About to be found guilty of witchcraft, Persephone (Hannah Arterton) is given a reprieve when she is saved by Reverend Mother (Clare Higgins) and taken to a convent. Soon learning that her life is far from safe, Persephone meets other young women ‘saved’ by the nuns and has to quickly adjust to living with a new set of rules. Persephone starts to see a demonic creature around the convent but when she tries to warn the others, she attracts the wrath of Reverend Mother. Plotting to escape, Persephone has to keep her wits about her while getting her new friends on side to help execute her plan.
Heretiks is one of a handful of films that explore the nun trope of horror at this year’s Arrow Video FrightFest. The latest film from Paul Hyett (Howl), it takes the viewer to a very familiar place that has been tread many a time over the years. The early indication that witchcraft may become the central focus of the film doesn’t quite emerge in the way I hoped it would and the first hour is fairly slow-paced. Persephone’s arrival at the convent and her subsequent punishment for breaking the rules, starts to get repetitive quickly but Hyett breaks it up with some creepy moments.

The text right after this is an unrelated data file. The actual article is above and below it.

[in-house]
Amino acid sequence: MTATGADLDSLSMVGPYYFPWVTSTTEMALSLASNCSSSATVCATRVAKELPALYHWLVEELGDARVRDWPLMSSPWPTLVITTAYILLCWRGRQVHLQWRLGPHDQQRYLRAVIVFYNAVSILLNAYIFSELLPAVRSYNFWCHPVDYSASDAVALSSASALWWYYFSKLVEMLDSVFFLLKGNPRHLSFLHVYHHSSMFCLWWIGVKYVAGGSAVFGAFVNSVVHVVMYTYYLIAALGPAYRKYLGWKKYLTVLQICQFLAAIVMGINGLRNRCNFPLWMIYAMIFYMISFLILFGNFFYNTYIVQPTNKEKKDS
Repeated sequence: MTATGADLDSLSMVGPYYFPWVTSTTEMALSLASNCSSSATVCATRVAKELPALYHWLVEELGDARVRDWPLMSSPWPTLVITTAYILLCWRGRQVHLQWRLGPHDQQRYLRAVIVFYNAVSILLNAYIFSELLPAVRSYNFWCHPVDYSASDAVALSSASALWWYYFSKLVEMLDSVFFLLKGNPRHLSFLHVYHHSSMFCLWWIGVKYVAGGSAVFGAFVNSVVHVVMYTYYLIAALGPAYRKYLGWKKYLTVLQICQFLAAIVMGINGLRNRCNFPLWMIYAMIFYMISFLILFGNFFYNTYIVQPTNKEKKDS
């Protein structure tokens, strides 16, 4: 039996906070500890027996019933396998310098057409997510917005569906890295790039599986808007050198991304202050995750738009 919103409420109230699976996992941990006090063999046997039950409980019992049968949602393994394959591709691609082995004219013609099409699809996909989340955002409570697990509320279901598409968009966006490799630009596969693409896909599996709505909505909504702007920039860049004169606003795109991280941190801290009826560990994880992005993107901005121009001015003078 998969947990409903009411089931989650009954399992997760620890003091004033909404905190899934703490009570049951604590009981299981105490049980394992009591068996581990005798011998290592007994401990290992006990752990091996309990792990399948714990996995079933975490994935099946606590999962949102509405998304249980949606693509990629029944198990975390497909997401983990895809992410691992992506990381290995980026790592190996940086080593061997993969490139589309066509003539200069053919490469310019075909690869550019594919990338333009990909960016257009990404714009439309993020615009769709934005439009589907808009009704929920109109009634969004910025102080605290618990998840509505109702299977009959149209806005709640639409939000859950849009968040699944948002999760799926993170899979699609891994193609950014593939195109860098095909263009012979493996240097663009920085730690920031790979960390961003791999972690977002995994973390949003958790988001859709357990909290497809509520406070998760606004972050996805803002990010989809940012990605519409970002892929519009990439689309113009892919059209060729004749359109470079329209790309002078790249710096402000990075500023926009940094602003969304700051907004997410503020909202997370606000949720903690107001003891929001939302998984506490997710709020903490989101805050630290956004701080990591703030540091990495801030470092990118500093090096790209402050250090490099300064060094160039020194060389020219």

One of the problems that Heretiks has is that it doesn’t really break any new ground. I felt like I’ve seen this story done before and when compared to other festival picks St. Agatha and Luciferina, it pales in comparison. Another issue is the distracting sub-plot involving Ellis (Freddy Carter), the love interest of Persephone’s closest ally Catherine (Emily Tucker). Ellis isn’t in the film enough for us to care about and he doesn’t really get fleshed out as a character. The character is used as a means to drive the story to the end but I didn’t feel like it actually needed him.
The film’s saving grace is genre favourite Clare Higgins as Reverend Mother. She’s suitably menacing and really does bring fear to the screen every time she appears. I enjoyed her performance but wished the film had been able to match it. Hannah Arterton does an adequate job but her character is so under-written that you know where she’s going to end up, just minutes into the film. I didn’t feel that we really got under her skin or knew enough about her to really care.
I had really high hopes for Heretiks but unfortunately it fell way short. With so many films already existing within the nunsploitation genre, this needed to do something different but it didn’t. Heretiks fumbles and stumbles its way to a conclusion that left the final showdown to happen off-screen. I felt that was a bit of a cheat for the audience and I couldn’t help but feel disappointed as the final scene came to an end.
Cast: Hannah Arterton, Michael Ironside, Rosie Day, Clare Higgins, Dilan Gwyn, Freddy Carter Director: Paul Hyett Writers: Paul Hyett, Conal Palmer Certificate: TBC Duration: 86 mins Released by: Sterling Pictures Ltd